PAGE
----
Apr 23, 2019

Romer on the economics of objects vs. the economics of ideas

On EconTalk (a), at the beginning of the interview:

Roberts: You contrasted the economics of objects and the economics of ideas. What do you mean by that distinction?


Romer: There's an external world which is usually characterized by physical objects. I think of that as kind of the world of Malthus. I think it was also the world that we evolved in as a species in, you know, the Pleistocene Era.

So, there's scarce objects; we are rivals for the use of those objects. There's some food resources that one group of people can have or another group of people can have; and we're going to be fighting over it: there's a zero-sum game.

And, I think the most important implication of that world of objects is if there's more people, it's worse for everybody on average, because with a fixed set of objects, there's fewer objects per person if you have more people. It's just like this iron law, inescapable.

Now, the world we live in, especially since the Neolithic Revolution when we settled down and started discovering things is a world with both objects and ideas. Ideas are insights about how to rearrange the objects – to transform them to turn them from things that are less valuable to us into things that are more valuable to us. So, ideas let us get more value out of a fixed set of objects. And the really exciting implication about this to me is that, if there's more people – even more people that are remote from me: I don't know all of them, I don't like 'em – it may still be good to have them around because even though there's less total objects per person, they might discover something valuable. And this is where the difference between objects and ideas surely matters. If they discover something valuable, then I can use it; they can use it at the same time.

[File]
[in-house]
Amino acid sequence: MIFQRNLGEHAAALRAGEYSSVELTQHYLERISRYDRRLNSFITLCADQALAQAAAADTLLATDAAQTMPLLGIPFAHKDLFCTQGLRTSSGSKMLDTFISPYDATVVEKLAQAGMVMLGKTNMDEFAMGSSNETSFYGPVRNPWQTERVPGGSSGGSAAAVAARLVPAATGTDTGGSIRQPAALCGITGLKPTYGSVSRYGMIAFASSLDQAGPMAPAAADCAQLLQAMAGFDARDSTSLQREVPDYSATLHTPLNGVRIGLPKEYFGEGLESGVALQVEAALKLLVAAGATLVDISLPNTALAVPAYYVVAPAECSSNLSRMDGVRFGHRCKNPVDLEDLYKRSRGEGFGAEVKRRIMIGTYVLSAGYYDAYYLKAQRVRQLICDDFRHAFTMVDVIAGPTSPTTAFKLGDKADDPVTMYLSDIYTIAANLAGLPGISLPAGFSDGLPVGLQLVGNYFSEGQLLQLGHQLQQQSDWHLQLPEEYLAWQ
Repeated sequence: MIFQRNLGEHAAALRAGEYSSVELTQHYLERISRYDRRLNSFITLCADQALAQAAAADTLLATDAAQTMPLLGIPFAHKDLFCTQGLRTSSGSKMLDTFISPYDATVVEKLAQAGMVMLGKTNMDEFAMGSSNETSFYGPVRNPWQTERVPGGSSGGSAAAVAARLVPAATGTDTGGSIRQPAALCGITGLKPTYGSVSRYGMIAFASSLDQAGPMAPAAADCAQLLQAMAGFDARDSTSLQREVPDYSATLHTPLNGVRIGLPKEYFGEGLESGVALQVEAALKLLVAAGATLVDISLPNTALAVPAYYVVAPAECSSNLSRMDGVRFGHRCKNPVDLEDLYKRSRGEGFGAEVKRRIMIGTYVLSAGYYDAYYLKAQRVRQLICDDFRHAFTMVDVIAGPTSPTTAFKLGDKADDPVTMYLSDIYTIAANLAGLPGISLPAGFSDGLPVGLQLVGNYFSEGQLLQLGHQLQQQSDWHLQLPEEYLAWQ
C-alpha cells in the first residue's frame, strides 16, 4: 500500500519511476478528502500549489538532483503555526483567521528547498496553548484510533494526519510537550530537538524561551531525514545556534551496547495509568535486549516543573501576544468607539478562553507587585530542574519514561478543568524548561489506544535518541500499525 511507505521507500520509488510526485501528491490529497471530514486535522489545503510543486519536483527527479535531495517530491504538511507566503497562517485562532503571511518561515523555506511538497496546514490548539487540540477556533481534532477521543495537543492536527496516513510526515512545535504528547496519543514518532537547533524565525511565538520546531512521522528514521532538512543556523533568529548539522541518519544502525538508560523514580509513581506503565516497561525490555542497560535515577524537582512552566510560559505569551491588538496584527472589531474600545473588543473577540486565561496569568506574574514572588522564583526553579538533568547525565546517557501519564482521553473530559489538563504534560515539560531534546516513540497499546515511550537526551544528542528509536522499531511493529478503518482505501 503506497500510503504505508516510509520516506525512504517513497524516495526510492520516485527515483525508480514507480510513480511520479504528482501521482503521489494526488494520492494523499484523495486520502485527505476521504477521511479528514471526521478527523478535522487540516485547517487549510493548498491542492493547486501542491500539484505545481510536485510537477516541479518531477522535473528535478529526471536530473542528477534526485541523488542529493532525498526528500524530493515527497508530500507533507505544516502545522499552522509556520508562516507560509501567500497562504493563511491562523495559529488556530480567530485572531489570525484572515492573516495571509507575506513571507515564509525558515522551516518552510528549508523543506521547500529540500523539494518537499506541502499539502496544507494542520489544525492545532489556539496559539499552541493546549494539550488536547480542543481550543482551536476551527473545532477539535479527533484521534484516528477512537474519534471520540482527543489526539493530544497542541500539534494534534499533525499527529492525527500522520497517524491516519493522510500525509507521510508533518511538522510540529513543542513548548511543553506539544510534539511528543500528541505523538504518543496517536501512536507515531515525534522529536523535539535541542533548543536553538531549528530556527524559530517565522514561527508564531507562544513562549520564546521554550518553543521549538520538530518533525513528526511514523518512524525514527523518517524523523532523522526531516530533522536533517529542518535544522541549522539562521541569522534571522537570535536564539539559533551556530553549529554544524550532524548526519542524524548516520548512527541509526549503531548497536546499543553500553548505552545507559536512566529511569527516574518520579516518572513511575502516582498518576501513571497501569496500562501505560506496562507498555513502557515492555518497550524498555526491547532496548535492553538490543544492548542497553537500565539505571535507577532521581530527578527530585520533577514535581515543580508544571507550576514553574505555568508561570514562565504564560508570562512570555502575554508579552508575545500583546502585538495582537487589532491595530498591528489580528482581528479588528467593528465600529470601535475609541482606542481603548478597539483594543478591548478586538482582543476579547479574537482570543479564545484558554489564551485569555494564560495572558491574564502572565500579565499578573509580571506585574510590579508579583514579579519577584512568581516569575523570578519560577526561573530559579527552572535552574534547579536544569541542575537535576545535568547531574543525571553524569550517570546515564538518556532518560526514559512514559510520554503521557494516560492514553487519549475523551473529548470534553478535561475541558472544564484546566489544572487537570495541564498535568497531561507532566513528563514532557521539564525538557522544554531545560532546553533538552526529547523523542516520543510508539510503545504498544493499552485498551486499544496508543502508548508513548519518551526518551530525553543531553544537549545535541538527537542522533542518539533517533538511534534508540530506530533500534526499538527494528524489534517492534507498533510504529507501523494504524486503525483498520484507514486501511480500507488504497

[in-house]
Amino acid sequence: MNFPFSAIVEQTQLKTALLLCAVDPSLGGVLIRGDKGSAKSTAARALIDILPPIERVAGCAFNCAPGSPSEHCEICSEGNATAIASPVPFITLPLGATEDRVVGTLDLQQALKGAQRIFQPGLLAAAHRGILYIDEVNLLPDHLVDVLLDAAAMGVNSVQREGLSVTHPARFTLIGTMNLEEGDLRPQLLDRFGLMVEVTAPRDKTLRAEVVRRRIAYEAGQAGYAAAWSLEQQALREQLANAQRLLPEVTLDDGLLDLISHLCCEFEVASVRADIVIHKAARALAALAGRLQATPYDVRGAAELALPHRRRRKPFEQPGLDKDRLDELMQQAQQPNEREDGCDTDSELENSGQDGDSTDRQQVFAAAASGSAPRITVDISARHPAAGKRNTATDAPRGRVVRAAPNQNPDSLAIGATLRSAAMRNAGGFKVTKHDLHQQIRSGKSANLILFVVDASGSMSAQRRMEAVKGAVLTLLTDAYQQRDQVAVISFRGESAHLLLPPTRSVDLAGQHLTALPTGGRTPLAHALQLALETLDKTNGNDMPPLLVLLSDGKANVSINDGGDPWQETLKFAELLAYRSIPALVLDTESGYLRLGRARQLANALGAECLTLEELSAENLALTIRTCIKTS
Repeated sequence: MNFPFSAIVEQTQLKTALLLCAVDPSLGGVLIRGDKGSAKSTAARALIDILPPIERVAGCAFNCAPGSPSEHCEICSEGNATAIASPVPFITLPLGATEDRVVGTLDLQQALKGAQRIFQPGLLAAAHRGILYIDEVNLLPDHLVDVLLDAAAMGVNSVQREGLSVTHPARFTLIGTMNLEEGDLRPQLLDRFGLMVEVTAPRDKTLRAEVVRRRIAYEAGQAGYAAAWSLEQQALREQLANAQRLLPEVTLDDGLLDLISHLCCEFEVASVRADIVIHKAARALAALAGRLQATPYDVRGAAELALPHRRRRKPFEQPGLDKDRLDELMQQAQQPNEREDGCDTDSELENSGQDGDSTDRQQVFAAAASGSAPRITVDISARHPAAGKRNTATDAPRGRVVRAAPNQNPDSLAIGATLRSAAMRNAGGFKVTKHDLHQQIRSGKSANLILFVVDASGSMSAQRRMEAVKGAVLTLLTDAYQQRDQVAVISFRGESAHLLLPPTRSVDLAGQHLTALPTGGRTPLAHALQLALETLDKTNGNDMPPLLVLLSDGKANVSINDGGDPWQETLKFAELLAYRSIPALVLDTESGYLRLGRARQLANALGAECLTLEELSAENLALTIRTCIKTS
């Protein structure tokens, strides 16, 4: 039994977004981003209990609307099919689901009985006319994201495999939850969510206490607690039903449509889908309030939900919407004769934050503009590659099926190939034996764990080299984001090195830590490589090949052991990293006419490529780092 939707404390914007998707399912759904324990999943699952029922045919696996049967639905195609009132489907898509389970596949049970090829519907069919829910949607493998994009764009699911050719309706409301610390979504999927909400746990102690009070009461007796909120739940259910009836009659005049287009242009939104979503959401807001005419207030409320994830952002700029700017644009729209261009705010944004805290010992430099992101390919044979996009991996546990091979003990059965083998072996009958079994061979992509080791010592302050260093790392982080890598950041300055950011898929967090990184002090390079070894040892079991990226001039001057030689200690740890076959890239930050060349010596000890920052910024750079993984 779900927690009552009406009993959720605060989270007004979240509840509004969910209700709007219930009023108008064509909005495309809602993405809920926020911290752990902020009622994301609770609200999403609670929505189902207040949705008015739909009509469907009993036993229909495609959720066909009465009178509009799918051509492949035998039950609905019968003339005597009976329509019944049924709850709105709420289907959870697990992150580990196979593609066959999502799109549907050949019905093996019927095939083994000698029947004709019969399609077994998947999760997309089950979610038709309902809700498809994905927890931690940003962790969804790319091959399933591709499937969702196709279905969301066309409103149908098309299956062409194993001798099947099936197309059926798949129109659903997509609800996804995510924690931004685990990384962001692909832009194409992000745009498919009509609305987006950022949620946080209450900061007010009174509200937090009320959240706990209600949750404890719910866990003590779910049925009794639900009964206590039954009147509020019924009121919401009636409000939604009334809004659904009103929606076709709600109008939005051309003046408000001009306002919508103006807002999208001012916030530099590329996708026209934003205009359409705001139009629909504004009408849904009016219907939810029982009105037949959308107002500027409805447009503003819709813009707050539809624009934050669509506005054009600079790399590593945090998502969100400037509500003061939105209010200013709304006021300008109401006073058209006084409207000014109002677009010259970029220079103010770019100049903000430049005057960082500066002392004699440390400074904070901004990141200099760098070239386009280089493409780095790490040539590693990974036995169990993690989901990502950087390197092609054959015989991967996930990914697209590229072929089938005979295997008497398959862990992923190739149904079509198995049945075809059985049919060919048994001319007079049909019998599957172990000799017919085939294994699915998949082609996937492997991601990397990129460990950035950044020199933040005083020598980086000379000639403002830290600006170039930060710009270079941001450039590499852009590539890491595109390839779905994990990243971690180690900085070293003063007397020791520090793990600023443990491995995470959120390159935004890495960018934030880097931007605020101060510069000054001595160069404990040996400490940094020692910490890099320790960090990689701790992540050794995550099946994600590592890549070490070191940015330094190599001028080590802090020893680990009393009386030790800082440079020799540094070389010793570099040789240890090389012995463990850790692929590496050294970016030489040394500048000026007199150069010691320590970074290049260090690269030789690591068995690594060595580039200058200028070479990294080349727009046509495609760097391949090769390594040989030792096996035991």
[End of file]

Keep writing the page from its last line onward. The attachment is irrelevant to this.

So, that's the fundamental difference between objects and ideas: this notion of everybody can share it or it's only one person who can use it.

It does have this implication that if you keep discovering more ideas, you can keep getting more value, so we'd get growth. But I've recently gotten more excited about the, you know, the broader implications about this – about how we treat other people. So that we start to see other people as allies, at least, not as foes. And I think, in some ways, what's happening is we're learning to live in a world of ideas with a mentality that's carried over, you know, from the Malthusian Pleistocene.